India's move to join US 26/11 lawsuit is a BIG risk
Rediff.com's Vicky Nanjappa spoke to experts about the Indian government's decision to become party to a lawsuit in the United States against the Pakistan government and its spy agency Inter Services Intelligence over their involvement in the 26/11 attacks in Mumbai
Has India taken the right step in deciding to implead itself as a party in the lawsuit filed in the United States by the relatives of two Americans who died during the 26/11 attack? No, according to legal experts and sources in the Intelligence Bureau.
For them, this exercise may become counter productive if the impleading application does not specify or touch upon a couple of important issues.
The Indian government planned this move following the revealations by Tahhawur Rana who had nailed only Pakistan's Inter Services Intelligence and the government of Pakistan for the 26/11 carnage in Mumbai while leaving out terrorist outfit Lashkar-e-Tayiba.
India feels that it could ride on the Rana confession in order to nail the Pakistanis who have always maintained that their establishment had nothing to do with it.
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India will have to accept the US court verdict
A suit had been filed in a US court by the relatives of Rabbi Gavriel Noah Holtzberg and his wife Rivka, who were killed by terrorists in the Chabad House in Mumbai during the 26/11 carnage.
In the suit, they have sought action against Lashkar chief Hafiz Saeed and ISI chief Major General Ahmed Shuja Pasha among others. Substantiating their claim, they had quoted American terror operative David Headley's confession in which the ISI's role is spoken about at great lengths.
Legal experts, though, say that such an action on behalf of the Indian government could swing both ways. India will need to take the judgment as it comes and will have to accept a verdict that will be delivered as per the laws in America.
Moreover, in case the accused persons are acquitted or a lesser sentence is awarded, they could always object to another proceeding in India. The weightage of a verdict by an Indian court would always carry lesser weight when compared to a one delivered by an American court in the eyes of the international community.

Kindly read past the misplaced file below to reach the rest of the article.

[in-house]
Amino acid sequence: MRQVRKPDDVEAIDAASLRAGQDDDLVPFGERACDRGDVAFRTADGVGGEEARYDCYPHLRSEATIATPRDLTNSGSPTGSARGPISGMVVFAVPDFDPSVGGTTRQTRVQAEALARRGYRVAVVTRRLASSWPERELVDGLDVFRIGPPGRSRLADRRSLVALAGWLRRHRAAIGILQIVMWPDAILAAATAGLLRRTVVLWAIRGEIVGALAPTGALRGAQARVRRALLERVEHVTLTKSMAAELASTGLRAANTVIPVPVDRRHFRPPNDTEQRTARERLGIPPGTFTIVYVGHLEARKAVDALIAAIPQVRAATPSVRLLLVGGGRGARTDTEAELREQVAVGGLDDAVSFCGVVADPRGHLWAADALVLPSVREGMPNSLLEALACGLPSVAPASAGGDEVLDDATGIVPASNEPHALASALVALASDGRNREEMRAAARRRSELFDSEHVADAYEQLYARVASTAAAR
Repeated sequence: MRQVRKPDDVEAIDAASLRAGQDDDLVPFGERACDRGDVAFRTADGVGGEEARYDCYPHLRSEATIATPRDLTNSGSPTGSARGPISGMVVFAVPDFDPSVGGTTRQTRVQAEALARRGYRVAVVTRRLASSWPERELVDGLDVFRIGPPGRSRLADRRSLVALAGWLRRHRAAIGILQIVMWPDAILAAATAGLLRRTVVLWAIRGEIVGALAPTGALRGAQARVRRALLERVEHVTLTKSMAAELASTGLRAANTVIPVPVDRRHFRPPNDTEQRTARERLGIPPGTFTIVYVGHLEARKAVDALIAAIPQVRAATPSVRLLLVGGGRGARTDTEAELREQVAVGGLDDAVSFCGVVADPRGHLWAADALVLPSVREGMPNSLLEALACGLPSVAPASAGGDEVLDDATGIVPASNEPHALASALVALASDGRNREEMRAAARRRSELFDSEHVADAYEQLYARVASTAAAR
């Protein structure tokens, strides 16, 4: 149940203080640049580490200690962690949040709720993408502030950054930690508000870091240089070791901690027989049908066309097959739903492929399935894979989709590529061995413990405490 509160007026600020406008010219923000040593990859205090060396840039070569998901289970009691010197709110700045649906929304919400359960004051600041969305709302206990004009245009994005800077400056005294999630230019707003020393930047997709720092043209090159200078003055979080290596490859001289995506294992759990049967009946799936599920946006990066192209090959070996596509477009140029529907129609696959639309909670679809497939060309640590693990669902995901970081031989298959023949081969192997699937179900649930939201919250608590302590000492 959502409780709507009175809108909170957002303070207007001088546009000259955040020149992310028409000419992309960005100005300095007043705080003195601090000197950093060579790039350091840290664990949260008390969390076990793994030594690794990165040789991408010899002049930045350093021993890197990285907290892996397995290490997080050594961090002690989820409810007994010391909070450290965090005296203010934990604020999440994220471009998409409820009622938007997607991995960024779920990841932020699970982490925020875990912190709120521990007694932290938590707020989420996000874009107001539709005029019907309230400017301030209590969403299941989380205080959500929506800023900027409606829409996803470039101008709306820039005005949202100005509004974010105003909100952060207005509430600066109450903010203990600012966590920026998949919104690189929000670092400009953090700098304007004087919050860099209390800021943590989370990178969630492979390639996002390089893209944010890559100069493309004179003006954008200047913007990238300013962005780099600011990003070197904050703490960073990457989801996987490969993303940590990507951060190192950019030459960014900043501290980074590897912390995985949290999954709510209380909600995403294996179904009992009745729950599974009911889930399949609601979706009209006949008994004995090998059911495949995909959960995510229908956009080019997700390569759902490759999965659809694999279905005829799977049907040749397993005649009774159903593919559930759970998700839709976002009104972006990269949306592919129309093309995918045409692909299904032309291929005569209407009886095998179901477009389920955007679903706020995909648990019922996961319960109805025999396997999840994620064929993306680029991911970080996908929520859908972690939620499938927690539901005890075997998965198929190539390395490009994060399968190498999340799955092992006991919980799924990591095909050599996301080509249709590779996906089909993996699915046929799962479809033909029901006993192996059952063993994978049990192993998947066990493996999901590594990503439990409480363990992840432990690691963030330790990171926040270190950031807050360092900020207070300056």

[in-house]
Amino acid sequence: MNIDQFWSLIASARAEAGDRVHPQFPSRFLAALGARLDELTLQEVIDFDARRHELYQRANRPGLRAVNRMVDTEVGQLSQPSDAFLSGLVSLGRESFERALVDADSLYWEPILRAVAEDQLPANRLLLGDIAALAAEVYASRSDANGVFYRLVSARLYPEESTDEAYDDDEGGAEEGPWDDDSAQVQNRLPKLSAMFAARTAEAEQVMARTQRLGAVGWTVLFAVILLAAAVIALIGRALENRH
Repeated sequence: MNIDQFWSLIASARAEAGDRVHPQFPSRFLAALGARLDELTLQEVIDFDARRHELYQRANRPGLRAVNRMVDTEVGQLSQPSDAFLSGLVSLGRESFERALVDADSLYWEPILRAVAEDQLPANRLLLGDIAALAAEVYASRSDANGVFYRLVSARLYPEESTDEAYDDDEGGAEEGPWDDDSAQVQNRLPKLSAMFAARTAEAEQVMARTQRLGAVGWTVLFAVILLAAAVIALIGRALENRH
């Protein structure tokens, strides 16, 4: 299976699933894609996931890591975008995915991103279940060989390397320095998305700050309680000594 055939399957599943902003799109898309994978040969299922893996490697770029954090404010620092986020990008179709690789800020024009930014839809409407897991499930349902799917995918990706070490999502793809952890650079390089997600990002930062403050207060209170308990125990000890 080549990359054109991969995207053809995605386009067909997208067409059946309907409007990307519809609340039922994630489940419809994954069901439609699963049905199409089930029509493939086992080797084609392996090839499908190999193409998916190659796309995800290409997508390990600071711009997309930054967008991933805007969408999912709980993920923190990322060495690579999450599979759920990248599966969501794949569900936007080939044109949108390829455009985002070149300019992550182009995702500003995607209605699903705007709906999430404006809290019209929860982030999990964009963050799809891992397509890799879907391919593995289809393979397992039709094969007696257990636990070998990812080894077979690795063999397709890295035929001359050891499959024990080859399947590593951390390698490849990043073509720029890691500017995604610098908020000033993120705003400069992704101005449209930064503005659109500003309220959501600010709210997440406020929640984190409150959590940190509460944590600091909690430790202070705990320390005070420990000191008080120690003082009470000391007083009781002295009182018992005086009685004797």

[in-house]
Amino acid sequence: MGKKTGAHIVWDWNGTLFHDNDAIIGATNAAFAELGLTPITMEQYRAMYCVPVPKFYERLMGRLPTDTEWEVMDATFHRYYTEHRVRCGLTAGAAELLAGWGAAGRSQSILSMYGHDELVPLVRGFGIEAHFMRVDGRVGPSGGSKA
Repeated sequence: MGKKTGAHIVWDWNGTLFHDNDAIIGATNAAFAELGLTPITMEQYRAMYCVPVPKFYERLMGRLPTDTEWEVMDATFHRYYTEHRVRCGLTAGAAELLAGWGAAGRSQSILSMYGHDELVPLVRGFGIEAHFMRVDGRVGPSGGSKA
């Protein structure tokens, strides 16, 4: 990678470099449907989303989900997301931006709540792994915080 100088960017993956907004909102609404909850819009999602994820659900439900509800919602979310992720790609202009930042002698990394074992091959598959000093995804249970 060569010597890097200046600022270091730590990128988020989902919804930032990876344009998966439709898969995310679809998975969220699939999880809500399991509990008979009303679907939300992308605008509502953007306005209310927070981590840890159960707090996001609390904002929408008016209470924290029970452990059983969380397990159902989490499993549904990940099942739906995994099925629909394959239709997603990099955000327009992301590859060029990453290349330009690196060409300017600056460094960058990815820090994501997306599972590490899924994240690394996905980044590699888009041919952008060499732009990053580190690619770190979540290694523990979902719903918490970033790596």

It is also a known fact that the US being a superpower can always exercise more might over Pakistan in comparison to India in issues pertaining to international laws and also extradition.
Image: File photo of Rabbi Gavriel Noah Holtzberg and his wife Rivka
India only needs to play the role of a witness
What the experts say:
1) The application in such a case needs to be drafted with extreme care. The application must read that India is not submitting to the jurisdiction of the US court and the role India needs to play is more of a witness.
2) In the application, India must mention that we are not becoming a party to the proceeding or submitting to the jurisdiction.
3) India should state that we are there to provide inputs since that case directly concerns us.
In other words, the Union Carbide case ought to be taken as an example. In that case the prosecution was taking place in the US on class action (representative suit for more than one person). India had, however, taken a stand that such prosecution cannot continue since the incident has occurred on Indian soil and it is submitted to the Indian jurisdiction.
However, if at all the suit is decided in favour of the petitioners in the US, India will really have nothing to worry about. The problem arises if they lose the case or even a lesser sentence is handed out, as India has stuck to the stand that these accused should be punished with the maximum sentence.
A lot more to lose for India than just the case
If this case does not go in favour of the petitioners and India stands there as a party, then it would become very difficult to raise any further claims against the Pakistani establishment.
Sources say that India would wait a while before making the next move. The US court has already issued summons to the ISI chief and Lashkar leaders Hafiz Saeed and Zaki-ur-Rehman Lakhvi.
India says that it could provide valuable inputs based on its own investigation only to make the case stronger against these people.
The ISI has, however, been trying to convince the US to go slow on the summons since it could turn into a major embarrassment.
Image: (Left) LeT chief Hafiz Saeed. (Right) ISI chief Shuja Pasha with Pakistan army Chief Ashfaq Kayani